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Whipping Girl: A Transsexual Woman on Sexism and the Scapegoating of Femininity Paperback – May 14 2007


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Product Details

  • Paperback: 408 pages
  • Publisher: Seal Press; 1 edition (May 14 2007)
  • Language: English
  • ISBN-10: 1580051545
  • ISBN-13: 978-1580051545
  • Product Dimensions: 20.8 x 14.2 x 3 cm
  • Shipping Weight: 386 g
  • Average Customer Review: 5.0 out of 5 stars  See all reviews (2 customer reviews)
  • Amazon Bestsellers Rank: #60,850 in Books (See Top 100 in Books)


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2 of 2 people found the following review helpful By Rachel Moulton on Jan. 27 2012
Format: Paperback
I only took one issue with this otherwise fabulous book, but I think it needs to be said...

"When I was a child , I was sexually assaulted, but not by any particular person. It was my culture that had his way with me. And when he was through, he carved his name in my side so that I'd always have something to remember him by. It's the scar that marks the spot where my self-esteem was ripped right out of me. And now all that's left is a submissive streak that's as wide and as deep as the Grand Canyon."

I understand what she is trying to say, but using rape analogies to describe anything other than rape is tasteless at best and triggering/offensive at worst. That said, this book ruled and I recommend it to every human ever.
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By Bobbie Brown on Dec 16 2012
Format: Paperback Verified Purchase
As a MTF transgender myself, I found Julia Serano's book to be most interesting. She touches on so many points which resonated with me that I found that I was reading passages over and over again just to fully absorb them. An engrossing read which is completely open and honest, and pulls no punches about the transgender experience.
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Most Helpful Customer Reviews on Amazon.com (beta)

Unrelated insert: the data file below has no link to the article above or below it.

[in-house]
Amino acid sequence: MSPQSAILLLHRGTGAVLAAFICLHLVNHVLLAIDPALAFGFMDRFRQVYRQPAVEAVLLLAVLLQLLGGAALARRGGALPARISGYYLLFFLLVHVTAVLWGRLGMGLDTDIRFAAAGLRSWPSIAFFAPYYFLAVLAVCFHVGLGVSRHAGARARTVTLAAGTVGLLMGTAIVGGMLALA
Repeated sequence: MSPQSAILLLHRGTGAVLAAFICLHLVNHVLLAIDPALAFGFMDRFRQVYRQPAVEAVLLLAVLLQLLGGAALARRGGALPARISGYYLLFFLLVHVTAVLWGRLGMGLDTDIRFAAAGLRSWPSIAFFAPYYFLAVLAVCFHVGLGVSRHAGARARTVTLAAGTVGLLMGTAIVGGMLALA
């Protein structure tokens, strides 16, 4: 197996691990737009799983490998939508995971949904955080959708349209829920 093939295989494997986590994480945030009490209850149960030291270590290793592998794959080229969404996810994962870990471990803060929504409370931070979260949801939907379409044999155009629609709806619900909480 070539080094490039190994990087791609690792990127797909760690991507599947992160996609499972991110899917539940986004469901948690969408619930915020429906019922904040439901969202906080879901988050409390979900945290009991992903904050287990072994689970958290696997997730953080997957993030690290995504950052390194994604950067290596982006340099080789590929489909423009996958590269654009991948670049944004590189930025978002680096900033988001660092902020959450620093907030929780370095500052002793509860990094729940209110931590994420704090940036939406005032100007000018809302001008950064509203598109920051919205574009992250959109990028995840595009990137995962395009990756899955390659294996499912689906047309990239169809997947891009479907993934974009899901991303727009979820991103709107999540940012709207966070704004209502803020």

Amazon.com: 53 reviews
86 of 94 people found the following review helpful
A breakthrough in feminist thought July 2 2007
By Joanne Herman - Published on Amazon.com
Format: Paperback Verified Purchase
Julia Serano has managed to give voice to many thoughts I've had over the last five years since my transition from male to female, and has sewn them together into a lucid and compelling explanation of how things got so screwed up for us transsexual women. Her approachable, easy-to-follow writing style serves as an effective foil for her brilliant exposition. I feel positively empowered by her writing.

We are the women who give up male privilege for femininity. Serano shows how much this fact threatens the patriarchy, and how transition treatment standards (set largely by men) have tended to objectify and pathologize us.

If you believe the psychiatrists who say we transition just to wear pantyhose, you should buy this book to read the real reason.

If you feel it is just that transsexual women are excluded from such venues as the Michigan Womyn's Music Festival, you should buy this book for a convincing explanation of why such policies are flawed from the feminist point of view.

If your thinking has been formed by the feminists who've vilified us over the years, none of whom was transsexual, you owe it to yourself to buy this book to hear our side of the story.

And, if you are a transsexual feminist like me, not only will you buy this book, you'll be elated that we finally have our own manifesto.
45 of 48 people found the following review helpful
The Most Brilliant Feminist and Transsexual Analysis I've Ever Read Sept. 5 2007
By Candice - Published on Amazon.com
Format: Paperback
"Whipping Girl" is not a light, airy autobiography, so if that's what you're looking for, go elsewhere- there are many wonderful ones. Rather, Julia Serano dives headfirst into some deep issues and instead of repeating the same old tired mantras, proposes new theories and different interpretations.

I found myself reading with my highlighter out because I was consistenly blown away by some of the arguments and insightful comments Serano made. Her very background makes her the perfect analyst: as a biologist, she has the foremost knowledge on scientific reasons for transsexuality and related subject matter, as a transsexual woman she has an intimate knowledge of the effects of both testosterone and estrogen, and of how society treats men and women. Feminists, students of gender, or just the average lay person could all benefit greatly from this book, in my opinion.

The reading can sometimes be a little dense- while much more readable than most, it still is primarily an academic text. And sometimes Serano can come off a bit cold and distant- not angry (or when she is, I believe it to be justified), but not exactly a warm and cozy narrator that draws teh reader in. Still, to me, that's a small price to pay.